Canterbury school students are swapping screens for spades and learning how to grow and care for trees.
The Orchards in Schools programme was initiated by the Canterbury Horticultural Society which supplies schools with apple, pear and plum trees, compost, boxing and on-going support at no cost.
Children learn about the environment, science and sustainability, and schools often report that students become interested in vegetables after learning to plant trees.
Nineteen Canterbury schools currently have orchards and the number is growing.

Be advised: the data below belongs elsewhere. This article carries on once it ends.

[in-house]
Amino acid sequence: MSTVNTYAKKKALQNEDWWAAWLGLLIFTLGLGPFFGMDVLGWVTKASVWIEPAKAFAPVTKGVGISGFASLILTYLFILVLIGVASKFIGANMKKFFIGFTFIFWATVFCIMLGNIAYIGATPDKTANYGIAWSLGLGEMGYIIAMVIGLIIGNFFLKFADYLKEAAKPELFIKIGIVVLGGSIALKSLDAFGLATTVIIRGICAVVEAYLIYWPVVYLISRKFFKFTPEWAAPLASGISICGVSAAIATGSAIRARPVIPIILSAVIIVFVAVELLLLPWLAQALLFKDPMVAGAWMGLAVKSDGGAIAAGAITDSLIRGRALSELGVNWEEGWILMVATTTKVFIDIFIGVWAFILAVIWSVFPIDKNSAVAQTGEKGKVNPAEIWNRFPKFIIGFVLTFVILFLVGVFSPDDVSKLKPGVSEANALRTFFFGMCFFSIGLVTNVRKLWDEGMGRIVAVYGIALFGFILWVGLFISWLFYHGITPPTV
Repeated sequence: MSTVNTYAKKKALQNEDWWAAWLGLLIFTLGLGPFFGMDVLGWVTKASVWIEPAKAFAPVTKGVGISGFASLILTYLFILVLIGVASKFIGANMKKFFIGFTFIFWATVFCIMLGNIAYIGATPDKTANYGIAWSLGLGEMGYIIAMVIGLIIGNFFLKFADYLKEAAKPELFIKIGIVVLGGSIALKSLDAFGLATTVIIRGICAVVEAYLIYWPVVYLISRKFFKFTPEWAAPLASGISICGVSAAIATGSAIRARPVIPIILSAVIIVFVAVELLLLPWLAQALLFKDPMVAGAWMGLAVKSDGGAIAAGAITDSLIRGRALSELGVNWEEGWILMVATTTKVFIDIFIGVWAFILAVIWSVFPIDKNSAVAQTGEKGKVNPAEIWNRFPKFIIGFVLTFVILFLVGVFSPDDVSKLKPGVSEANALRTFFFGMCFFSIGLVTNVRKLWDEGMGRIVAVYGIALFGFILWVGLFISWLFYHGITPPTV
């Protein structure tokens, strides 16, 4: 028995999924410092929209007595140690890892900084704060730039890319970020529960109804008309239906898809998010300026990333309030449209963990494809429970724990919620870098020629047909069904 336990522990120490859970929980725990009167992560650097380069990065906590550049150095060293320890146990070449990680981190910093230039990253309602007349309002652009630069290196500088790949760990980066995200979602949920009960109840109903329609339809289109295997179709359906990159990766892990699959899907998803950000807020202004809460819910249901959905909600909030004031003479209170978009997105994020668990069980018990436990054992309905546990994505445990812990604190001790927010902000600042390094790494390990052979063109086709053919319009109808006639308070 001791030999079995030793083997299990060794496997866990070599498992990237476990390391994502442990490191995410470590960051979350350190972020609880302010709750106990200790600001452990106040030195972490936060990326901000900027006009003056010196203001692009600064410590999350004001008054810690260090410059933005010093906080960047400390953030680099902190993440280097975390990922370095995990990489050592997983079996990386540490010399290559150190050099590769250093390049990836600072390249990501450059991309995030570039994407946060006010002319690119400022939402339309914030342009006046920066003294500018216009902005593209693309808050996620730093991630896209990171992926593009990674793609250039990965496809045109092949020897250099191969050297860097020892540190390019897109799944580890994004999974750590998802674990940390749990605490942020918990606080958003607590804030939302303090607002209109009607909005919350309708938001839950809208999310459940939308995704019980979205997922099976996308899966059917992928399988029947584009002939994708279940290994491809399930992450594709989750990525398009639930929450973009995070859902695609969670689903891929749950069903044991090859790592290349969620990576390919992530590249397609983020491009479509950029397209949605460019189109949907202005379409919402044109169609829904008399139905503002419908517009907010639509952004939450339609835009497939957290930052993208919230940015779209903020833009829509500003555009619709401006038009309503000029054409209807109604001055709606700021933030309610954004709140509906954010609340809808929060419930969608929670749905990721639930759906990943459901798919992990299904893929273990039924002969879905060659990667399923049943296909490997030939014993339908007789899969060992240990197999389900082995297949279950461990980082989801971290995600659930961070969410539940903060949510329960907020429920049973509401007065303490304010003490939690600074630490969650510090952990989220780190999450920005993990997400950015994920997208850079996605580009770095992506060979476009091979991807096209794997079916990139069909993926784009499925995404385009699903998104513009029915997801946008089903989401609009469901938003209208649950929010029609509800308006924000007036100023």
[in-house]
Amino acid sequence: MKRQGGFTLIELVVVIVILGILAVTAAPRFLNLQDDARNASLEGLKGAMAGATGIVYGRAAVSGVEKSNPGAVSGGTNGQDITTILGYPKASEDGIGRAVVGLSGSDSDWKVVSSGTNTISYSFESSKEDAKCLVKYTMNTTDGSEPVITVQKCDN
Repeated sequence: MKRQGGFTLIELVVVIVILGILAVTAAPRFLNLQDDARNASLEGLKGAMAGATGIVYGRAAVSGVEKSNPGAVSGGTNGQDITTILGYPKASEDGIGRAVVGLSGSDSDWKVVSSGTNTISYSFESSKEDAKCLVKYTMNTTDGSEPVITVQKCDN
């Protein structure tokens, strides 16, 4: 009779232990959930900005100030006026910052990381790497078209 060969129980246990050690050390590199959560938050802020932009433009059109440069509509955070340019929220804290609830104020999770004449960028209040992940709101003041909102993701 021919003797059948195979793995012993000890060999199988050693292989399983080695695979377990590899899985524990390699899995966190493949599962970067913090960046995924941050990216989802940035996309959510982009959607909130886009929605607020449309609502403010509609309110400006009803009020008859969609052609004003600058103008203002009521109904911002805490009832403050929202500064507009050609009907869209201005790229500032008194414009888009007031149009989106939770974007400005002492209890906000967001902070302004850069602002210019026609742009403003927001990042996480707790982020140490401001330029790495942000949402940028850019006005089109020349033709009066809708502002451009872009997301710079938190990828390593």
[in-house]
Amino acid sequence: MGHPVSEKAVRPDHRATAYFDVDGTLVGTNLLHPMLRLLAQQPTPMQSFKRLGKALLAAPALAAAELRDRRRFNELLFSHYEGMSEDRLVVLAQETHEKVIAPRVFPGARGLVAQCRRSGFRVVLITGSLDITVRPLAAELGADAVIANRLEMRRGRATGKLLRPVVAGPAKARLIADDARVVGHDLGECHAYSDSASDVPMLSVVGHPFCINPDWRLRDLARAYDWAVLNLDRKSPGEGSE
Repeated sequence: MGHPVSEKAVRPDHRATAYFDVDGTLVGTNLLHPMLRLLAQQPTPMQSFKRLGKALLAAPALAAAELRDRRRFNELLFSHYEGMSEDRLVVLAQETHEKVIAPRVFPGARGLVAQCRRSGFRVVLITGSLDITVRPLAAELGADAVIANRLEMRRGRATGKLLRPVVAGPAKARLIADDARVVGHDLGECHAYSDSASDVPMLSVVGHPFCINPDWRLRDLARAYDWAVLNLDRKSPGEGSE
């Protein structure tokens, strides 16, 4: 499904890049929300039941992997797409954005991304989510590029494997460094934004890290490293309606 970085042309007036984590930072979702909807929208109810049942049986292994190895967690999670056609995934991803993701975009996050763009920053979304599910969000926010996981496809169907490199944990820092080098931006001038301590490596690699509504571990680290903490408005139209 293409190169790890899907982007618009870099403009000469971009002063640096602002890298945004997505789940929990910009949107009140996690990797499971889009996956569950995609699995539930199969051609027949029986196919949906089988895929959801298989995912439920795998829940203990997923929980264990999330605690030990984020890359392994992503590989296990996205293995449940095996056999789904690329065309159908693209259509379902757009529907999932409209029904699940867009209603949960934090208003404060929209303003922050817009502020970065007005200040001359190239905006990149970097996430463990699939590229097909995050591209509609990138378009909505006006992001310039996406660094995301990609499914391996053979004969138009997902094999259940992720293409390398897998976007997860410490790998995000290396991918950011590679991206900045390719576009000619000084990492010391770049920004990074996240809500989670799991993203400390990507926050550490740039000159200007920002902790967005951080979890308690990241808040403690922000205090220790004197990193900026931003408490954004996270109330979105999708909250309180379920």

Educator Mary Tingey is the green-fingered programme coordinator. As well as overseeing the planting, she visits every school at least twice a year.
"They learn to use a spade, how to be gentle, what roots, buds and shoots are. I was at a school the other day and the kids said 'This is the most awesome thing we've ever done', getting outside and digging. They will now look after the trees really well."
Canterbury Horticultural Society member and moss grower Allan Patterson pitched in to help Mary with a planting day at Hornby Primary School - the latest Christchurch school to sign up for an orchard.
"These trees will grow with these children and you'll find that they're are bit more protective of them if one of their mates is swinging off it," he chuckles.